Tuesday, July 06, 2010

How much damage is a mine worth? (Not a rhetorical question)

How much environmental damage is justified as a trade-off for the jobs and revenue from a big new open-pit mine?
The proposed Prosperity gold and copper mine about 125 kilometres southwest of Williams Lake would mean about 375 jobs and $20 million a year in revenue for the provincial government. Good news.
And it would require turning a lake into a tailings dump and have "significant adverse environmental effects on fish and fish habitat, navigation, on the current use of lands and resources for traditional purposes by First Nations," according to a federal environmental review. Aboriginal rights and a grizzly population might be at risk. Bad news.
So what's your decision - approve the mine, or reject it?
Prime Minister Stephen Harper and the federal cabinet will face that question in the next few months.
It's a pivotal moment for B.C. And the Prosperity file is an illustration of how poorly the current approval process serves the public interest.
There's a bit of irony in all this. The mining industry has worked hard to improve its image. Too hard, perhaps. It's painted a soft-focus picture of deer grazing amidst the pines on a former mine site. That's what people now expect.
Really, mines almost always mean environmental damage. (So do the communities we live in and airplanes.)
Unless you're prepared to say B.C. is off limits to new mines, the issue should be balance. What's the public benefit - jobs, government revenue, opportunities for new businesses - and what are the costs?
Taseko Mines has been in the approval process since 1995 and has spent about $100 million to get this far. It wants to dig a big open-pit mine over 20 years, then let it fill up with water. A trout lake would be turned into a tailings dump, to be replaced ultimately by a new man-made lake. There would be a mill, roads and a 125-kilometre power line cut through the forest.
Taseko figures it can take $3 billion worth of gold and copper out of the mine over 20 years and produce a 40-per-cent pretax return. The public, which owns the minerals, gets $400 million. (That's one of the places where the process breaks down.)
The B.C. government's environmental assessment process was completed late last year; in January, Environment Minister Barry Penner and then-mines minister Blair Lekstrom said the project should go ahead.
But he federal review rejected some of the key conclusions of the provincial assessment, especially around First Nations' rights. (The governments have been talking about creating a single process; this project raises questions about what standards would be in place - Ottawa's, or the apparently more relaxed provincial rules.)
One missing element is a chance to adjust the deal to get the best deal for the public.
Taseko could build a tailings pond instead of destroying the lakes, for example, though that would add to the $800-million project cost.
Or the company could attempt to address First Nations' concerns through economic measures.
Taseko maintains the federal cabinet will approve the project.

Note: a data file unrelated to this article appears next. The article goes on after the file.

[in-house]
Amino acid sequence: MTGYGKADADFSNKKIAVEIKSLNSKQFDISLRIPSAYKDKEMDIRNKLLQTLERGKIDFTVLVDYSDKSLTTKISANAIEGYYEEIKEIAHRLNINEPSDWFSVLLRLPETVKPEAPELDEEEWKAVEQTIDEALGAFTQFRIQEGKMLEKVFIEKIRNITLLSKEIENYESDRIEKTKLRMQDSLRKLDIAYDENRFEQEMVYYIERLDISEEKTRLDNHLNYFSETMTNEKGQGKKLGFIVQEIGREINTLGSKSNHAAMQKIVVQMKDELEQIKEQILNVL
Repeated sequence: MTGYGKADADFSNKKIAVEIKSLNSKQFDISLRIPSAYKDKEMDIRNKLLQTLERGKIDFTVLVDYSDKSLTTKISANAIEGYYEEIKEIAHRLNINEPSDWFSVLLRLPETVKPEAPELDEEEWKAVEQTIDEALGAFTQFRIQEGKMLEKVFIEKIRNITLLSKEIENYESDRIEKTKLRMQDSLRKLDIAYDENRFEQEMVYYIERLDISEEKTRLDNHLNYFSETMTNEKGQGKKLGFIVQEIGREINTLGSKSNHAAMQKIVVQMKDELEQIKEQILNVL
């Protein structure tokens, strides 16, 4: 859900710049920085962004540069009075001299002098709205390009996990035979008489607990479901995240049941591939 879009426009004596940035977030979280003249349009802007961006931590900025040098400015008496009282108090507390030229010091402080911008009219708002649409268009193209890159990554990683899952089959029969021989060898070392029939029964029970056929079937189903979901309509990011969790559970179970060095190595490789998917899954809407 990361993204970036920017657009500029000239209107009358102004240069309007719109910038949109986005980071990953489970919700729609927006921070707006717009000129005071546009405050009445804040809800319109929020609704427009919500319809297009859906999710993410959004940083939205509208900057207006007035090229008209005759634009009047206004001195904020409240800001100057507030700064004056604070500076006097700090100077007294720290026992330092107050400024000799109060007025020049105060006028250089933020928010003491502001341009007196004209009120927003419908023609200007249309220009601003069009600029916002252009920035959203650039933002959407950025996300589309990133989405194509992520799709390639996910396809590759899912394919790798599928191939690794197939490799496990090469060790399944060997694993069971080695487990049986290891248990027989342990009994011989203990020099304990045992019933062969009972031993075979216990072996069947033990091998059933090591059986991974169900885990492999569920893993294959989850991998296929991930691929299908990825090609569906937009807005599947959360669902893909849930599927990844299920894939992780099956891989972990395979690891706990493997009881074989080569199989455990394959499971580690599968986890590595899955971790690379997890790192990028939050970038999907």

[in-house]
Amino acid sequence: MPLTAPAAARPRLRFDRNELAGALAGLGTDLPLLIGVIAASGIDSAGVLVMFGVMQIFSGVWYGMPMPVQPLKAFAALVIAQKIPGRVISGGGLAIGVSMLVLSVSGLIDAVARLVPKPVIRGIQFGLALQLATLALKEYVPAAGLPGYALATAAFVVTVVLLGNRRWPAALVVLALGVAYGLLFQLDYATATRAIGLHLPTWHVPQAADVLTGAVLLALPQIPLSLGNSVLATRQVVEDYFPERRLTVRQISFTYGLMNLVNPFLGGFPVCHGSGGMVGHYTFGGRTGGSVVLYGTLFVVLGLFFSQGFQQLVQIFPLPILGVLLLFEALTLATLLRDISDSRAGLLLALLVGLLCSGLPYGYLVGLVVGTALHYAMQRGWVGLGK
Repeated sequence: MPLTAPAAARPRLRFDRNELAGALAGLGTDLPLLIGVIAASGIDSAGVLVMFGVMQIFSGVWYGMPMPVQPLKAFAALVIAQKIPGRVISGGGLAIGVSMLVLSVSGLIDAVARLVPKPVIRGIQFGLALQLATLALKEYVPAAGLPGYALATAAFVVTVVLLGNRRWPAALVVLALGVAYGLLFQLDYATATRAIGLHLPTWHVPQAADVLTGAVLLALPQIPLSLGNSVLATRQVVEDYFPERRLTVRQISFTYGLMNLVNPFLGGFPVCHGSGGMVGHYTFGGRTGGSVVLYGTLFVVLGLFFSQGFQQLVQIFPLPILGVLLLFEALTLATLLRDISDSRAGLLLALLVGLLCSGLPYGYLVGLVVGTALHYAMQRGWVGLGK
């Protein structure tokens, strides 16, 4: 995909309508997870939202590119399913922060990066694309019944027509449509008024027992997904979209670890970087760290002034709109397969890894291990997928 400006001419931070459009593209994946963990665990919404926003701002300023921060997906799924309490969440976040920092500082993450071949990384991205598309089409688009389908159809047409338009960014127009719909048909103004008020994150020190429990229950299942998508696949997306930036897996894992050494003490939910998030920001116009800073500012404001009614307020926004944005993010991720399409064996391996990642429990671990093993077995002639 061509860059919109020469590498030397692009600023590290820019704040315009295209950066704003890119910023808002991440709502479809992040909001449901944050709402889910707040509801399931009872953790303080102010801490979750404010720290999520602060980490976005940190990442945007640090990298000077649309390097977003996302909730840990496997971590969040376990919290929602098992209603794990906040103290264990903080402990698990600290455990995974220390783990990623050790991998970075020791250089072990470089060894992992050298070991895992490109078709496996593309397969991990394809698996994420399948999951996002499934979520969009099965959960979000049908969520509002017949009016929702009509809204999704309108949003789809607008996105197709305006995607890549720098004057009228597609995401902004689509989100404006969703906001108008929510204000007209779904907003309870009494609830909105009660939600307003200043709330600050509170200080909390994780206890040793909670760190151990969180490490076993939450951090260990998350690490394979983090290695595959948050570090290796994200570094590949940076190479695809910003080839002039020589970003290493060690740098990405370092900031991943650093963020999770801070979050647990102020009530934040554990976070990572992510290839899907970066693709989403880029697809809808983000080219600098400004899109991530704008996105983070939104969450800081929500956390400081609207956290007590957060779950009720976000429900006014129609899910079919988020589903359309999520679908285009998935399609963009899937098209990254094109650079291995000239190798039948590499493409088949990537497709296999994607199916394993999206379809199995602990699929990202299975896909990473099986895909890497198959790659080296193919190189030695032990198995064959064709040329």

But the company's shareholders appear less confident. The stock plummeted after the federal panel report; it's still down about 20 per. The value of the company has dropped by about $165 million.
The concern doesn't just reflect the uncertainty around federal government approval. First Nations have promised to fight the mine in the courts. The federal environmental assessment report gives them useful ammunition.
There is no easy response to this kind of proposal. The region is facing tough economic times for decades, in part because of the pine beetle disaster. The jobs would be welcome.
And the mining industry will likely say B.C. is a bad place to invest if approval isn't granted.
Two elements are missing from this process: Greater transparency in the way politicians make the final decisions and more opportunities for negotiated steps to balance the costs and benefits.
Footnote: Here's an indication of the uncertainty around the assessment. The CBC report was headlined "Panel sees BC mine as environmental threat." The Vancouver Sun said "Federal panel remains neutral on proposed Prosperity mine." And the Globe and Mail headline was "Environmental review puts future of BC copper-gold mine in doubt."


Norman Farrell said...

Here's where public distrust of government and its cozy relationship with extractive industries comes into play.

Who trusts the federal or the provincial governments when resource exploitation is involved? BP is demonstrating now the priority placed by industry. Will they sacrifice the eco-system to maximize profits? Of course.

Anonymous said...

Yes, how much are jobs worth. In Quebec they want to continue to mine asbestos because it provides jobs to the community, nevermind the health risks.

Kim said...

There is a good article on this in the Tyee today. Apparently the economic benefits to the people of BC are vastly overestimated. Not taken into account is the cost to taxpayers on the $50 per MWh BC Hydro will lose to the mine, estimated at $35 million over the life of the mine. Plus they vastly overestimated how much the company will pay out in taxes, income and property. I have to conclude that you are overly trusting Paul.